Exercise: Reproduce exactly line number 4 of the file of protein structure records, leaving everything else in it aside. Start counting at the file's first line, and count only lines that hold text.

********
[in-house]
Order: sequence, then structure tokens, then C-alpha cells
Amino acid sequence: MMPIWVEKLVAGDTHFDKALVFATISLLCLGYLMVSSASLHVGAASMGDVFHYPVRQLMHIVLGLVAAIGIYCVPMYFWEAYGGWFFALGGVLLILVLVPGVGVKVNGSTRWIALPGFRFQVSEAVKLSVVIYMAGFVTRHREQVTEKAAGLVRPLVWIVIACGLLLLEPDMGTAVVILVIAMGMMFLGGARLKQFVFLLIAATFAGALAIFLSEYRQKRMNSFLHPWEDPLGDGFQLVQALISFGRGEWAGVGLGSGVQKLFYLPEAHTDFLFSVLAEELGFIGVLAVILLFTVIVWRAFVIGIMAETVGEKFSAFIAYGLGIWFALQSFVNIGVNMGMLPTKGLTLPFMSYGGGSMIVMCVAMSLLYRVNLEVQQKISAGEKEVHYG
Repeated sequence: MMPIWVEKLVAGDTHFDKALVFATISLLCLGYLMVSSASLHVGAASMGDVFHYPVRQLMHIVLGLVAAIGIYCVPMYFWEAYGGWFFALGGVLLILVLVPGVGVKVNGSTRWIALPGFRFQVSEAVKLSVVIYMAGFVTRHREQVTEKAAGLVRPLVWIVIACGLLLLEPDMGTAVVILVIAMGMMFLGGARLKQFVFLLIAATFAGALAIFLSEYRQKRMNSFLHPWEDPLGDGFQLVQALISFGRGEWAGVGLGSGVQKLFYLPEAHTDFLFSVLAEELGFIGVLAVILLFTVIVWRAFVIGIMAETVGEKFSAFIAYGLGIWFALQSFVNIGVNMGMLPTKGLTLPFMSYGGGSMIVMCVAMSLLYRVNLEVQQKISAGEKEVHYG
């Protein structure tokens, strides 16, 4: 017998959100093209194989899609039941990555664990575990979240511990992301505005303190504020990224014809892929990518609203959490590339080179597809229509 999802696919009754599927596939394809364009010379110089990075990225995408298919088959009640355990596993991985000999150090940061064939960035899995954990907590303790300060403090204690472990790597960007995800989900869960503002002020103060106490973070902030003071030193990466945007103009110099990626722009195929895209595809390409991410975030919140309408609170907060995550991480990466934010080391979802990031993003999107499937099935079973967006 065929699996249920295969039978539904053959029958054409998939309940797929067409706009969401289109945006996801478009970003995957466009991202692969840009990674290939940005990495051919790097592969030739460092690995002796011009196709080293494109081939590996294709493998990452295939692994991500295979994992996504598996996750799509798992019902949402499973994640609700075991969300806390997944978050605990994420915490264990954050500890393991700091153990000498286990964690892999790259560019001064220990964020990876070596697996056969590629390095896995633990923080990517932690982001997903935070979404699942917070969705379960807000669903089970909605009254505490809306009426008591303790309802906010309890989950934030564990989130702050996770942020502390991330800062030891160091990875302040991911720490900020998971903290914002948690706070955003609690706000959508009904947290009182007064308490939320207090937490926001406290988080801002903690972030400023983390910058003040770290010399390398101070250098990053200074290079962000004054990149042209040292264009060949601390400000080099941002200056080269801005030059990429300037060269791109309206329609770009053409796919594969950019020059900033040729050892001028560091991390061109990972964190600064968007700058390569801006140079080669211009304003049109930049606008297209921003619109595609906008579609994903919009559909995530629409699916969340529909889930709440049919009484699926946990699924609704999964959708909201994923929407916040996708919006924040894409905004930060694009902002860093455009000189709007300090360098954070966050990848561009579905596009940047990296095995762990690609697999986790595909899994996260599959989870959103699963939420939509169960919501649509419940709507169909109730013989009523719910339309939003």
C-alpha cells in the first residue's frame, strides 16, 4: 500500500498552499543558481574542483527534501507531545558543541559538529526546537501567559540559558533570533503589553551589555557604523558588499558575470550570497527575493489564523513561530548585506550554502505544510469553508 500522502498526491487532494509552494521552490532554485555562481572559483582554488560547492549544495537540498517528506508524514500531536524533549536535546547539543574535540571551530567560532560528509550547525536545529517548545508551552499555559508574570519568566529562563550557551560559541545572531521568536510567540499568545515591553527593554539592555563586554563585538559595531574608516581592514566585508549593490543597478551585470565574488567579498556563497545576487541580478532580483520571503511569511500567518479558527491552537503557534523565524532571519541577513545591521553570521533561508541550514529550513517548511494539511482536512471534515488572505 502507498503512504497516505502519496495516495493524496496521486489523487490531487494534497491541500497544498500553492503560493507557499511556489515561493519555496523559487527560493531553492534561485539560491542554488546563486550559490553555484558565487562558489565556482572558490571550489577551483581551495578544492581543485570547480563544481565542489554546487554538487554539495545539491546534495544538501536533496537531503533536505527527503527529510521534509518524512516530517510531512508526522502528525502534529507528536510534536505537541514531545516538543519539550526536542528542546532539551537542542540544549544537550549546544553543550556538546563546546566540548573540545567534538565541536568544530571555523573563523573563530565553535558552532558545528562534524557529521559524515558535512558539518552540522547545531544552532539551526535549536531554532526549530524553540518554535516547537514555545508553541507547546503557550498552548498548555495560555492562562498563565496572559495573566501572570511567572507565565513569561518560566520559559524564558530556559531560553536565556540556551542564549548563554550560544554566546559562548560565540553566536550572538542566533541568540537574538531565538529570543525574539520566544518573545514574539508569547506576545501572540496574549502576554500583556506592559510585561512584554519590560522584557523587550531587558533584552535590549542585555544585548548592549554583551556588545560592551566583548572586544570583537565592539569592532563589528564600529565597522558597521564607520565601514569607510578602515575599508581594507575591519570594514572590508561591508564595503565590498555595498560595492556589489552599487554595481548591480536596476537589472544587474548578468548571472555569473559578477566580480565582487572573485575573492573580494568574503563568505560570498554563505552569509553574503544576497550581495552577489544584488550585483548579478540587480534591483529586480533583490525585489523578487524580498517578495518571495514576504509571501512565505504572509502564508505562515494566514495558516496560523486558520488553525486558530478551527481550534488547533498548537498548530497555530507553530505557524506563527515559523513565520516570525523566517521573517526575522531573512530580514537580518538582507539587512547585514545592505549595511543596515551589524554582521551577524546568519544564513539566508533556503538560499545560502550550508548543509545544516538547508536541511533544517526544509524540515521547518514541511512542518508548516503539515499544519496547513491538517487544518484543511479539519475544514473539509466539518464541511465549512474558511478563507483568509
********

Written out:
Repeated sequence: MMPIWVEKLVAGDTHFDKALVFATISLLCLGYLMVSSASLHVGAASMGDVFHYPVRQLMHIVLGLVAAIGIYCVPMYFWEAYGGWFFALGGVLLILVLVPGVGVKVNGSTRWIALPGFRFQVSEAVKLSVVIYMAGFVTRHREQVTEKAAGLVRPLVWIVIACGLLLLEPDMGTAVVILVIAMGMMFLGGARLKQFVFLLIAATFAGALAIFLSEYRQKRMNSFLHPWEDPLGDGFQLVQALISFGRGEWAGVGLGSGVQKLFYLPEAHTDFLFSVLAEELGFIGVLAVILLFTVIVWRAFVIGIMAETVGEKFSAFIAYGLGIWFALQSFVNIGVNMGMLPTKGLTLPFMSYGGGSMIVMCVAMSLLYRVNLEVQQKISAGEKEVHYG